Asylia: Territorial Inviolability in the Hellenistic World by Kent J. Rigsby

By Kent J. Rigsby

In the Hellenistic interval definite Greek temples and towns got here to be declared "sacred and inviolable." Asylia used to be the perform of pointing out spiritual locations precincts of asylum, which means they have been proof against violence and civil authority. The facts for this phenomenon—mainly inscriptions and coins—is scattered within the released list. the cloth hasn't ever been amassed and offered in a single booklet until eventually now.

Kent J. Rigsby lays out those records and discusses their ancient implications in a considerable advent. He argues that whereas a hopeful goal of army neutrality lay at the back of the establishment of asylum, the declarations didn't in reality swap army habit. as a substitute, "declared inviolability" turned a civic and non secular honor for which towns around the Greek international competed throughout the 3rd to first centuries B.C.

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Extra info for Asylia: Territorial Inviolability in the Hellenistic World (Hellenistic Culture and Society)

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3 for the "status" of Athena Chalcioecus at Sparta is illuminating (see Jaenisch 28). 52. Schlesinger, "Asylie" 64-65; W. Günther, Das Orakel von Didyma in hellenistischer Zeit, IstMitt-BH 4 (Tübingen 1971) 82 n. C. and brought countless violations of sanctuaries and temples"); cf. A. J. Holladay and M. D. s. 36 (1986) 151-160 (Greeks before Alexander took seriously religious constraints on warfare). 53 The decline of religious scruples (whether this was historical or not)54 is admittedly an ancient claim.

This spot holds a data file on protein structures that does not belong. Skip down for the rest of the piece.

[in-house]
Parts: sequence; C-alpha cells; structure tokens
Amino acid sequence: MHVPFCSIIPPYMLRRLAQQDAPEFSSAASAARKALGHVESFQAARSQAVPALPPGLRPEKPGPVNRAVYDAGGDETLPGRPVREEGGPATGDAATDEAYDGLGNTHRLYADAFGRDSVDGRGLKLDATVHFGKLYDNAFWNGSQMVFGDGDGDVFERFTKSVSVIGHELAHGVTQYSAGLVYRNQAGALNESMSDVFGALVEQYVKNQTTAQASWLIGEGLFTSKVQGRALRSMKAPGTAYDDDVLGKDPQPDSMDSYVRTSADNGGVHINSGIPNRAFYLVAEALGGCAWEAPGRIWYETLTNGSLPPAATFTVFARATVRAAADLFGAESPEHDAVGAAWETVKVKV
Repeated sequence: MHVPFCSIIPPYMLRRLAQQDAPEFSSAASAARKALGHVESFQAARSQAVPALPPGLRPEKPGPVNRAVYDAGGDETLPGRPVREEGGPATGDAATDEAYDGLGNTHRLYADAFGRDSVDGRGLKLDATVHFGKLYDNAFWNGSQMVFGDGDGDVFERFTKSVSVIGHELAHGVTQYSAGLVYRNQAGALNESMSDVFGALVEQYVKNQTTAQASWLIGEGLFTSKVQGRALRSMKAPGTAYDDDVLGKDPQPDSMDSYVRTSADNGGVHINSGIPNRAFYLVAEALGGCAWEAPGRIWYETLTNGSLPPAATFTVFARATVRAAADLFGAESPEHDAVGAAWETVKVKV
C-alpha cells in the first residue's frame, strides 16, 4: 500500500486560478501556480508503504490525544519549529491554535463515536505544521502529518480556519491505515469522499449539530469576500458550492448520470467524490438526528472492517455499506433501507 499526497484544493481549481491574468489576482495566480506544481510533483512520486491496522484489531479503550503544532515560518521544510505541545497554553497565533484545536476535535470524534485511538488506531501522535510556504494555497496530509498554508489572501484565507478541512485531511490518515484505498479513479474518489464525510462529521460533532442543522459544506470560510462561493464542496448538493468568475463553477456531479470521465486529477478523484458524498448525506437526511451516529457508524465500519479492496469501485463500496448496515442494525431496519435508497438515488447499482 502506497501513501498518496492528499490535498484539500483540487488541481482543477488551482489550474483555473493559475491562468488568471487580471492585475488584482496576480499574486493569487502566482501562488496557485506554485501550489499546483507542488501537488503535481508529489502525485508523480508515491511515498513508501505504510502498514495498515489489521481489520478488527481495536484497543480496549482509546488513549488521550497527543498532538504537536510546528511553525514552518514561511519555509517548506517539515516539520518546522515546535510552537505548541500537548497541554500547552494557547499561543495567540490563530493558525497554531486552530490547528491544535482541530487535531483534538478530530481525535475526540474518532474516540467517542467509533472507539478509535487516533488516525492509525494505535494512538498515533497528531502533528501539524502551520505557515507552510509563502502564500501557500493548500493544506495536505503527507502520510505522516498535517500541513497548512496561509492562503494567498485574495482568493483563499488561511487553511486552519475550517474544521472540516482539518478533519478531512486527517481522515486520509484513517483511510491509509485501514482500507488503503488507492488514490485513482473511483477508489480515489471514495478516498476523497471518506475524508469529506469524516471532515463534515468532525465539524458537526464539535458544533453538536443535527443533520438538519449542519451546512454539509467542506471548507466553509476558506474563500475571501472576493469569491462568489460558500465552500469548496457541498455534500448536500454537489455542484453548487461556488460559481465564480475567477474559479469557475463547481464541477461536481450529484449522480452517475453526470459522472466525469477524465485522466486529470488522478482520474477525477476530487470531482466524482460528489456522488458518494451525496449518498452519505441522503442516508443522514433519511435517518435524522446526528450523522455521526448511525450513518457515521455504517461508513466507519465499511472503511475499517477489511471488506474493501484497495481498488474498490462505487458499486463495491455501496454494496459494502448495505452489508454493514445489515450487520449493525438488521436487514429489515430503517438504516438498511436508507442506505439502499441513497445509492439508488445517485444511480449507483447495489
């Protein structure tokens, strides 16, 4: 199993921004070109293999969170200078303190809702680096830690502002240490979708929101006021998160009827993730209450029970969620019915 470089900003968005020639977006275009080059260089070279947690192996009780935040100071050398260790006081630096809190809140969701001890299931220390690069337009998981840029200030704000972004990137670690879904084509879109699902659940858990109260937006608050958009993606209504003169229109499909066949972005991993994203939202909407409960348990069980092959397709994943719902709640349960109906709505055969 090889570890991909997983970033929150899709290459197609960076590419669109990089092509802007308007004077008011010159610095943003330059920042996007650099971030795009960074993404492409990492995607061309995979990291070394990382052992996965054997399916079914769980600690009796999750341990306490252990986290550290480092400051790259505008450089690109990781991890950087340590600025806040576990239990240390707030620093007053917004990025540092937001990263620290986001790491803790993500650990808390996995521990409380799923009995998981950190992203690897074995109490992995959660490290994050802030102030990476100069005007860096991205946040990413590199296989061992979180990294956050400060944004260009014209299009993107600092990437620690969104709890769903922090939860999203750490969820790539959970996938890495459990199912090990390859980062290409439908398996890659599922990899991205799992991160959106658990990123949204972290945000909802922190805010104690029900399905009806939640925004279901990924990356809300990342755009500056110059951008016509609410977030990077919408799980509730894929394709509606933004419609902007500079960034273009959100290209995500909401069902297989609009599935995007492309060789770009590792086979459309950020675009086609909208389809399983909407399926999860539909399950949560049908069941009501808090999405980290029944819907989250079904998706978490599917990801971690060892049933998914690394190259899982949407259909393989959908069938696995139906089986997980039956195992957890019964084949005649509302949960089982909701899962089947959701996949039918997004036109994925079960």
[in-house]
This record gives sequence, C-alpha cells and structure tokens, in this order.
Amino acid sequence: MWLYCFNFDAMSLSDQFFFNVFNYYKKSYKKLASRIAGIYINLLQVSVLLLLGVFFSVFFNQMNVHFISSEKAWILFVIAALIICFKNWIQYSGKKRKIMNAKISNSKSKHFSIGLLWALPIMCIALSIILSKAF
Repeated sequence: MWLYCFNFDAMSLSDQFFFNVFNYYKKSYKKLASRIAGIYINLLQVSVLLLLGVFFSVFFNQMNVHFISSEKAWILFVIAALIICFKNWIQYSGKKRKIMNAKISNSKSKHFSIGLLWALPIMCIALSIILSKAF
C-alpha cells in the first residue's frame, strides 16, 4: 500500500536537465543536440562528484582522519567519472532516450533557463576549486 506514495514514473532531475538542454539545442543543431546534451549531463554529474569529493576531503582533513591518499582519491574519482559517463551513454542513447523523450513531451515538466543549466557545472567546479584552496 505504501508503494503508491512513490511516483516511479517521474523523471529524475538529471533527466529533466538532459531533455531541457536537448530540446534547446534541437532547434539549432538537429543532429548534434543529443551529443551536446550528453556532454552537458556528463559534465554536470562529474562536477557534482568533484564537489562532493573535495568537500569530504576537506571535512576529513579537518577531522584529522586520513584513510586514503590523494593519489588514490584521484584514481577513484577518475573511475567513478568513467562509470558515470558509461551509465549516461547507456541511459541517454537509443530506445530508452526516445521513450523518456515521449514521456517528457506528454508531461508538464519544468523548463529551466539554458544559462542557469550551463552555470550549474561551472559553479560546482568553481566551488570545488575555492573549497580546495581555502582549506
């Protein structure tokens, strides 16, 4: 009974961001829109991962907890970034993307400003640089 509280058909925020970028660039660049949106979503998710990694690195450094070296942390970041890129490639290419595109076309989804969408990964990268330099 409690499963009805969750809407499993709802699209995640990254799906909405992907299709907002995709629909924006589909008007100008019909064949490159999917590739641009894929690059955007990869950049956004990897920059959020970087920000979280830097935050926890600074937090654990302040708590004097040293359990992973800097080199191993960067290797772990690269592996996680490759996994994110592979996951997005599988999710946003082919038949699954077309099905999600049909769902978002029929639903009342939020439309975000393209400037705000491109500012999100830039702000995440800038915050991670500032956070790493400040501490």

Bonn 1975) 89-101; J. K. 12 (1984) 288-289; P. Debord, Aspects sociaux et économiques de la vie religieuse dans l'Anatolie, EPRO 88 (Leiden 1982) 271-286; L. Boffo, I re ellenistici e i centri religiosi dell' Asia Minore (Pavia 1985) 53-79; W. K. Pritchett, The Greek State at War V (Berkeley 1991) 125-132. 49. 50 In strict logic, they do not seem necessary: all temples were supposed to be inviolable, and for a city the option of military neutrality was always there, without need of someone else's declaration.

H. Per. 401, 451-458. Cf. Diod. 89 on the temenos of the Palici in Sicily, with its geysers: it was held in such awe that oaths are sworn here and claims settled; this precinct has remained unviolated/inviolable from time immemorial (), a great aid to slaves with cruel masters, who cannot remove fugitives by force but only upon a pledge of good treatmentno violation of this being on record (). : it was distinguished vel ob insignem munimento naturali locum vel ob sacrata omnia vestigiis raptae quondam Proserpinae ...

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